2. Root Bound – fruit trees left growing in their containers for an extended period of time run the risk of becoming root bound (roots that grow in a dense circular pattern along the inside wall of a container) and/or roots begin to grow outside of the container’s drainage holes (increasing exposure to the elements).  This can be detrimental to the fruit tree and could fail to thrive once planted. Also, trimming the roots back could cause the fruit tree to go into severe shock.
  3. Missing Critical Information – for the most part, when I’ve been looking around at fruit trees in containers at local nurseries, the fruit tree name tag is intact and easy to find.  However, the fruit tree’s rootstock information may not be readily available.  Many nurseries “pot up” bare root fruit trees, and as a result, critical fruit tree information can be lost in the process.
  4. More expensive – fruit trees in containers are more expensive to purchase then bare root fruit trees.  Delivery costs only add to the expense.
  5. Limited Selection – most local nurseries stock only a limited number of fruit tree varieties at one time. If special order is not an option at the time of year you want to purchase your container fruit tree, you may have to wait until the next bare root fruit tree season.  Most mail order and on-line sources offer potted fruit trees at various times of the year, but again, their selection of fruit trees and root stocks may be limited and the costs will be more.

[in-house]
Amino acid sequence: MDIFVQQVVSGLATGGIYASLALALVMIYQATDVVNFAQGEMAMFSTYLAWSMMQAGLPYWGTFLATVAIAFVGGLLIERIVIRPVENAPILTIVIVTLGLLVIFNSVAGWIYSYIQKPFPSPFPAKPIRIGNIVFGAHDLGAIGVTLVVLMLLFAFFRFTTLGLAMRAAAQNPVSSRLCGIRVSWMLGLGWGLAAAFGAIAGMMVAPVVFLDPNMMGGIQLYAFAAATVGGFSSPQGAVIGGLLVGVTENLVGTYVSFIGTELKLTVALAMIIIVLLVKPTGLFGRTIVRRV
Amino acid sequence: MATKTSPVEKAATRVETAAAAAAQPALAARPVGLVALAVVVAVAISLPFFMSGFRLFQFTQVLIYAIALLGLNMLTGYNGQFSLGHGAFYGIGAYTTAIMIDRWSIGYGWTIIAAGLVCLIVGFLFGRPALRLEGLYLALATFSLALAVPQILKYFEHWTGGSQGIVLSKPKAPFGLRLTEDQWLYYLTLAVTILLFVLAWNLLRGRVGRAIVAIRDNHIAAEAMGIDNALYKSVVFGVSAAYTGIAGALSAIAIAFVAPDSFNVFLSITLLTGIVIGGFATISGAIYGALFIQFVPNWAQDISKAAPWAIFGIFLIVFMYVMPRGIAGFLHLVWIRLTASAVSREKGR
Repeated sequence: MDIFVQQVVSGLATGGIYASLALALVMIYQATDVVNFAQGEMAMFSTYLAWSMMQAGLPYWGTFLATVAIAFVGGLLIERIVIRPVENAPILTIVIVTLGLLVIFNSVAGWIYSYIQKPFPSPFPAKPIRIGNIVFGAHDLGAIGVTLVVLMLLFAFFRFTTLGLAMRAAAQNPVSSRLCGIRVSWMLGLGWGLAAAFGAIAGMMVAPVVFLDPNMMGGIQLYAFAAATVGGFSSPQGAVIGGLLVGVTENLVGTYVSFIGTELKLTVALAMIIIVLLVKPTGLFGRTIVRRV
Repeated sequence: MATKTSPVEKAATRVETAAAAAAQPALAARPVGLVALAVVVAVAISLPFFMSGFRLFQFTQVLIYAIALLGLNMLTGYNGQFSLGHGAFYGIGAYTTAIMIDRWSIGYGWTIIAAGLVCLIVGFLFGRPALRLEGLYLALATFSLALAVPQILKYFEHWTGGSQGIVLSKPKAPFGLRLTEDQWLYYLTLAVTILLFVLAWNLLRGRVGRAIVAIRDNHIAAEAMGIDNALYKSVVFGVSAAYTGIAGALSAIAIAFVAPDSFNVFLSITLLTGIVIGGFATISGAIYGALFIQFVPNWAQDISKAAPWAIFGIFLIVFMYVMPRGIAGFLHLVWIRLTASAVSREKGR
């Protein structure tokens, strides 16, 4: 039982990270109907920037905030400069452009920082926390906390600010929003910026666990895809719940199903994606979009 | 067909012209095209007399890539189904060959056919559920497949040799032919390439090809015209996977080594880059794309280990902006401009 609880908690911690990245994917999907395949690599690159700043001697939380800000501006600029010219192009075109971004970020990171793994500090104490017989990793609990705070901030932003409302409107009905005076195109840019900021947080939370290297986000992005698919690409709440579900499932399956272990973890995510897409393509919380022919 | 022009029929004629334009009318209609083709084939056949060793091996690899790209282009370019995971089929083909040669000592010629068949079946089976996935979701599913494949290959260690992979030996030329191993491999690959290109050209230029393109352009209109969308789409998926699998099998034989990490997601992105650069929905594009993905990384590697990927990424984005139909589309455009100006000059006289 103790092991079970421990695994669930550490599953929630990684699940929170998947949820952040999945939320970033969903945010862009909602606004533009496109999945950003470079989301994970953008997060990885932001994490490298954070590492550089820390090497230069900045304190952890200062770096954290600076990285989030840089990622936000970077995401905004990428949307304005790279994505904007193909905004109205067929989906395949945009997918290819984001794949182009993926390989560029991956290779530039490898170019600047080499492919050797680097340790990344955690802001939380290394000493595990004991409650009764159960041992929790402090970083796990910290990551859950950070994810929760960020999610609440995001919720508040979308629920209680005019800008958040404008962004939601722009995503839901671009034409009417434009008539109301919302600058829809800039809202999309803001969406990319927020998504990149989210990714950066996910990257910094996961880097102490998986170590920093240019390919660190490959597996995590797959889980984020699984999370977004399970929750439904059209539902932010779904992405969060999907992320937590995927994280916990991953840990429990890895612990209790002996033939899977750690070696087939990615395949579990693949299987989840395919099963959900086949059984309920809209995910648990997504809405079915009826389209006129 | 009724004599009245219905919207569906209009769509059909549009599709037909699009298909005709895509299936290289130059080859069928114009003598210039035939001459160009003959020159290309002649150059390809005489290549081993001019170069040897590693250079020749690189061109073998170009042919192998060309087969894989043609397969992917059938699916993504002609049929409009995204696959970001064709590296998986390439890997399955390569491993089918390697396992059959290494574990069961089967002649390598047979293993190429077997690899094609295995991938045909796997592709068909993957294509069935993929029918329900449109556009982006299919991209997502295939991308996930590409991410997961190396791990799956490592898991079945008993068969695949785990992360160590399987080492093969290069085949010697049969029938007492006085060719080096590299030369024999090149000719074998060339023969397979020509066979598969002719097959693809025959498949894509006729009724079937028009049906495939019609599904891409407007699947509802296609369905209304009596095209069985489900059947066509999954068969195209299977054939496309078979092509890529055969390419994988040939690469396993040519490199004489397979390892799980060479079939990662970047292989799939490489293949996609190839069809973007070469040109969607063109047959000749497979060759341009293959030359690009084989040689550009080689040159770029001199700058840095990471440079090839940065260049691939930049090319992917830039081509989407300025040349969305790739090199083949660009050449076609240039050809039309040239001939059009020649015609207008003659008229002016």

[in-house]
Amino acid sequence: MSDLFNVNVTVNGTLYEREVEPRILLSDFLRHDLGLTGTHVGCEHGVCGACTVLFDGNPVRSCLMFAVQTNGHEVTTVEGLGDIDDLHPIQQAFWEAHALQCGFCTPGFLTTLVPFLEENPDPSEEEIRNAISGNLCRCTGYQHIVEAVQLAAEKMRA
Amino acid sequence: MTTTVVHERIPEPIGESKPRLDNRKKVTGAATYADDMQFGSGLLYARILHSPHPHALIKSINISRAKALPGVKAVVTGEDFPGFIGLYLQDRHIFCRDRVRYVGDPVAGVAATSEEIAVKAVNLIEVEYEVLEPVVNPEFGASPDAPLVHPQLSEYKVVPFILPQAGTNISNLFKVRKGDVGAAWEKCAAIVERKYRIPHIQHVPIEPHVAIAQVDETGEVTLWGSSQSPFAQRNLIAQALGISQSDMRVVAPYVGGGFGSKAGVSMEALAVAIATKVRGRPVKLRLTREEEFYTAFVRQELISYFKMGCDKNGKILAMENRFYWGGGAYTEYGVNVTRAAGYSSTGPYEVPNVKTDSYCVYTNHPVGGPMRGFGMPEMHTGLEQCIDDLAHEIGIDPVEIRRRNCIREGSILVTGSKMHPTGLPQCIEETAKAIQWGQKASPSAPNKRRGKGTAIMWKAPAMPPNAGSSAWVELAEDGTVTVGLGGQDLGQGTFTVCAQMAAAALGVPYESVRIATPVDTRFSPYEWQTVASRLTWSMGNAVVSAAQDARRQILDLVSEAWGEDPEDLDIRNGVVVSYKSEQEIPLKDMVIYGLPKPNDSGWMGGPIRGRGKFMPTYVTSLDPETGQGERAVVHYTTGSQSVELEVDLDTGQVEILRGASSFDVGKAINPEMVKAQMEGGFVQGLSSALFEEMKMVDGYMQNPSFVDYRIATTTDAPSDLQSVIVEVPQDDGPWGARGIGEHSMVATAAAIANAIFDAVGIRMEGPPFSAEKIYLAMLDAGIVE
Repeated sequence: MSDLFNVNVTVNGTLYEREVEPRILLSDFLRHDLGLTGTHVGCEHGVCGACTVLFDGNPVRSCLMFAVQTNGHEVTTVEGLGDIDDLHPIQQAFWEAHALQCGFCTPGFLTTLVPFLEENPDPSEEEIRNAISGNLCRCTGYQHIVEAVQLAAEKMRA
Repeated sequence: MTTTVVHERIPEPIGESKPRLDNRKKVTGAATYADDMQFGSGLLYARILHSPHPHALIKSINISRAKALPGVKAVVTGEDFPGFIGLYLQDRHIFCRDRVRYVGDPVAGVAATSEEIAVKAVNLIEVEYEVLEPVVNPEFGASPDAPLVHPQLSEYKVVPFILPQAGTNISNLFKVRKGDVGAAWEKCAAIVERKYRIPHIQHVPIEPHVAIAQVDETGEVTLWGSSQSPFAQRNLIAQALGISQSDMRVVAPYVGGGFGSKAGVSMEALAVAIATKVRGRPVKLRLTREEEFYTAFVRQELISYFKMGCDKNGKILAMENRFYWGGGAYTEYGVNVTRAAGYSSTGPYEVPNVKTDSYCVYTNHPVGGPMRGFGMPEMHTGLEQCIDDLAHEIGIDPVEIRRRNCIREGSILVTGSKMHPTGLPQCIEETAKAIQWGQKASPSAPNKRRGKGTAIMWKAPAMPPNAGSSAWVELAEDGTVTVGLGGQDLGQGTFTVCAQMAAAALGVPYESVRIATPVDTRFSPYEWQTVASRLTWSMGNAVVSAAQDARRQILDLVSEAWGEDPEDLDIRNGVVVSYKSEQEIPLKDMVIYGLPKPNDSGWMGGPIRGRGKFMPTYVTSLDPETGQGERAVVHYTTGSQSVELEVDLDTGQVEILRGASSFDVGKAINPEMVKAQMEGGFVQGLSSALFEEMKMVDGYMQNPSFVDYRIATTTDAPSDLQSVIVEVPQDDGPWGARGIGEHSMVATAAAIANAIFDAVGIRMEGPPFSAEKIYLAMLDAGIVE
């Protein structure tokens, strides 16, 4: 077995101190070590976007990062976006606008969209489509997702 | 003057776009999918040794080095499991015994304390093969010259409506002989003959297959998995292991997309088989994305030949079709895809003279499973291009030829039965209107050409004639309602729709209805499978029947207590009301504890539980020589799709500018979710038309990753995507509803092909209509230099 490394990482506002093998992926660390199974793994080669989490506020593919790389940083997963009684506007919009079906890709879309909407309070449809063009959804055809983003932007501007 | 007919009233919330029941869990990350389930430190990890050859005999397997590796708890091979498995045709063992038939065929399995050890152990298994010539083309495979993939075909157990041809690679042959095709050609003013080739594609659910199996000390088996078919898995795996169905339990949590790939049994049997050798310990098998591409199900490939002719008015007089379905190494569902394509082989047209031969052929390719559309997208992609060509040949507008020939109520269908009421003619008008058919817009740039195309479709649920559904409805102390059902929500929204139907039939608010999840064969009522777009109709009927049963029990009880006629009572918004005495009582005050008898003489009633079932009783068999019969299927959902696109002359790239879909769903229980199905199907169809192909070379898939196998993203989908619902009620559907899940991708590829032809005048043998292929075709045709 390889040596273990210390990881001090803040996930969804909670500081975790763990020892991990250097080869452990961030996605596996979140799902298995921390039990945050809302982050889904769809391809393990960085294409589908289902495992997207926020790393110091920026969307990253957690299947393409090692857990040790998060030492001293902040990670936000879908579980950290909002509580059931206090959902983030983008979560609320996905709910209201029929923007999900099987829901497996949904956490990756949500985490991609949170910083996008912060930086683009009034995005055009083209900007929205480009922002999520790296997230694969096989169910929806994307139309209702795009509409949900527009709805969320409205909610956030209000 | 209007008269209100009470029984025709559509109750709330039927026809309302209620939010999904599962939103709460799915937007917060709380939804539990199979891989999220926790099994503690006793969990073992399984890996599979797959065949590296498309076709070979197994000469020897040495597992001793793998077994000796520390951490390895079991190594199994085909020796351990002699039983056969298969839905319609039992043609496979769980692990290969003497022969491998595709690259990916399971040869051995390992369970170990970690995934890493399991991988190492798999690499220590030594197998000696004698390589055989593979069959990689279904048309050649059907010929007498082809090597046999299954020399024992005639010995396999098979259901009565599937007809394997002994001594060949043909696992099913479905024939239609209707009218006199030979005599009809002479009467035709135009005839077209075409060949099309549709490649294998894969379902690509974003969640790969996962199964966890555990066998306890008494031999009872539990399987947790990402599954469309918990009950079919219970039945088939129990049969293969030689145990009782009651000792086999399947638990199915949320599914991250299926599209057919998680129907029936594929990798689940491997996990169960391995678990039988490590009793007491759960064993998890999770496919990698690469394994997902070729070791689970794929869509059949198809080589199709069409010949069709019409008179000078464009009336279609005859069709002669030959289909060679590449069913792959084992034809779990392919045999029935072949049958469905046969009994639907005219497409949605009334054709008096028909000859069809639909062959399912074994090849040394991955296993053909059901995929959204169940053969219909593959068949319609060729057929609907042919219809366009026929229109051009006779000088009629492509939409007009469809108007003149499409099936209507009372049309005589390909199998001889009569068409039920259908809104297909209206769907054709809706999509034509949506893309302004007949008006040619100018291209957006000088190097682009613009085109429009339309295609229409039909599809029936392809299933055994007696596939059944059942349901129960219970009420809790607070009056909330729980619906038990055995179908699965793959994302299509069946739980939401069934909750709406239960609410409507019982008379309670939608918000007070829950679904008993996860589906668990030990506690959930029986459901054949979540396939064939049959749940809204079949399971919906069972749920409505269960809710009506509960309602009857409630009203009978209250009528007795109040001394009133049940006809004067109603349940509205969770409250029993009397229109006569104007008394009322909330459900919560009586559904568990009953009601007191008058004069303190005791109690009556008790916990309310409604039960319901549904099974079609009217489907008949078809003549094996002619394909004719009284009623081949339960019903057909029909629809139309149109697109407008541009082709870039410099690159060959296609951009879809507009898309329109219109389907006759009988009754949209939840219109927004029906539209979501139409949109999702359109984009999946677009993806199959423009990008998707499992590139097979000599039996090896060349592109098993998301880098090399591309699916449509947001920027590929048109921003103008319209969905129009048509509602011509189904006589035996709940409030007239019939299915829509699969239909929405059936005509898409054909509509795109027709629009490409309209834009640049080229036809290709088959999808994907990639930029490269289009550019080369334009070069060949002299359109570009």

6. Stowaways – soil quality, fruit tree care, and nursery maintenance practices vary from nursery to nursery.  Inconsistent attention to pest control, use and reuse of soil, and allowing dead or diseased trees to remain amongst healthy stock attracting unmentionables, can ultimately pass on a number of unwanted stowaways into your garden after purchasing your fruit tree.
  7. Chemicals – most nursery stock is sprayed with pesticides according to state regulations and chemical fertilizers are standard use in the nursery industry. Sub-optimal for folks who are growing organically or biologically.
  8. Poor Quality Soil – most potted plants and trees use soil that is highly economical for growers and nurseries to use. This includes soil that is full of chemicals, petroleum products and biosolids (which contain a high levels of pharmaceuticals and radiation waste to name a few).
  9. Susceptible to Transplant Shock – Many nurseries like to sell fruit trees in full bloom and/or with leaves… it’s a more attractive sale versus a gangly looking bare tree.  At this point, the tree’s growth is in full gear.  Careless handling of roots could result in transplant shock, which could lead to the tree’s untimely demise.
  10. Roots are Hidden – the roots are hidden below the soil, so it’s next to impossible to tell if the roots are twisted (girdled), how extensive the root system is, quality of the roots, etc.

Finished! Again, I’m sure you can come up with several more advantages and disadvantages.  The most important thing is that you weigh your options and determine what is best for YOU.

Videos on Selecting Bare Root and Container Fruit Trees

Below are a couple of good videos from Dave Wilson Nursery that you might find helpful on selecting bare root and containerized fruit trees.

Start reading the beginning of this three-part blog post here.

Enjoy and God Bless,